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Monday, August 23, 2010

Special Event

Fall 'Science at the Theater' Lectures Scheduled


Fall brings the return of school and the end of vacations, but it also marks the start of another season of Science at the Theater talks. The theme for the upcoming series is “Get Smart About Carbon” and begins with a lecture on “Trading Carbon: Can Cookstoves Light the Way?” on Monday, Sept. 20, at 7 p.m. at the Berkeley Repertory Theatre (2025 Addision St.). On Oct. 11, famed energy pioneer Art Rosenfeld will discuss “Cool Cities,” and the Nov. 8 event will focus on “Ten Tips for a Low-Carbon Life.” The series is sponsored by the Friends of Berkeley Lab. More>

In The News: Big Picture Approach to Data Scientific Storage

Volunteers[HPC Source] Increasingly sophisticated supercomputers and networks are changing the way science is done, whether allowing researchers to scrutinize the last 13 billion years of cosmic expansion or to better understand subatomic particles. Meanwhile, advancements in high-performance networks are facilitating remarkable levels of scientific collaborations. These trends are leading to unprecedented scientific productivity and forcing supercomputing centers to re-evaluate how they manage data, writes NERSC's Jason Hick in an editorial for HPC Source magazine. Hick heads the Storage Systems Group at NERSC. More>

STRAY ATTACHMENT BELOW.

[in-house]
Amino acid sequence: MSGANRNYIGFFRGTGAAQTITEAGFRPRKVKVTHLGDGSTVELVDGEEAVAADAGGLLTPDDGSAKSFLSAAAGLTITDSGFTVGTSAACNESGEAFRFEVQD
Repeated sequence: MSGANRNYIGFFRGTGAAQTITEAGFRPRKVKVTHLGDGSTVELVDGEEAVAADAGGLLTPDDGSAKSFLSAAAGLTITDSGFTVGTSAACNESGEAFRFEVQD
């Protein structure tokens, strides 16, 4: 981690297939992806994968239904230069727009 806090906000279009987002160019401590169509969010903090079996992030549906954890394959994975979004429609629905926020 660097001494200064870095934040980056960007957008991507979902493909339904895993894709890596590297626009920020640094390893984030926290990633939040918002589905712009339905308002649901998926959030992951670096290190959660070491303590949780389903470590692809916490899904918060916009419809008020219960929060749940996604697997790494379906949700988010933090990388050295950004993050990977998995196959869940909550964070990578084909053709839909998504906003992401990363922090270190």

GravityIn The News: Glenn Seaborg Fund Aids Purchase of Lafayette Ridge

[Contra Costa Times] David Seaborg and his father, Glenn — the Nobel Prize-winning chemist who discovered plutonium and helped usher in the nuclear age — found a common bond hiking in the East Bay hills. Eleven years after Glenn Seaborg died in 1999 at age 86 in his Lafayette home, his son and allies have found a way to honor the senior Seaborg for his work promoting hiking and land preservation. Glenn Seaborg was best known for co-discovering 10 elements as a researcher at Berkeley Lab as well as serving as a UC Berkeley Chancellor and as chairman of the Atomic Energy Commission. More>

World of Science: New Computer Model Advances Climate Change Research

Volunteers[National Science Foundation] Scientists can now study climate change in far more detail with powerful new computer software released by the National Center for Atmospheric Research in Boulder, Colo. The Community Earth System Model (CESM) will be one of the primary climate models used for the next assessment by the Intergovernmental Panel on Climate Change. Using the CESM, researchers can now simulate the interaction of marine ecosystems with greenhouse gases; the climatic influence of ozone, dust, and other atmospheric chemicals; the cycling of carbon through the atmosphere, oceans, and land surfaces; and the influence of greenhouse gases on the upper atmosphere. More>

HR Benefits: September Calendar of Events Available

From a stress management workshop to a diabetes screening at Health Services, the HR Benefits department hosts a number of events to help staff manage their work and life. To assist in tracking upcoming events, the department produces a monthly calendar, and the September edition is now available.

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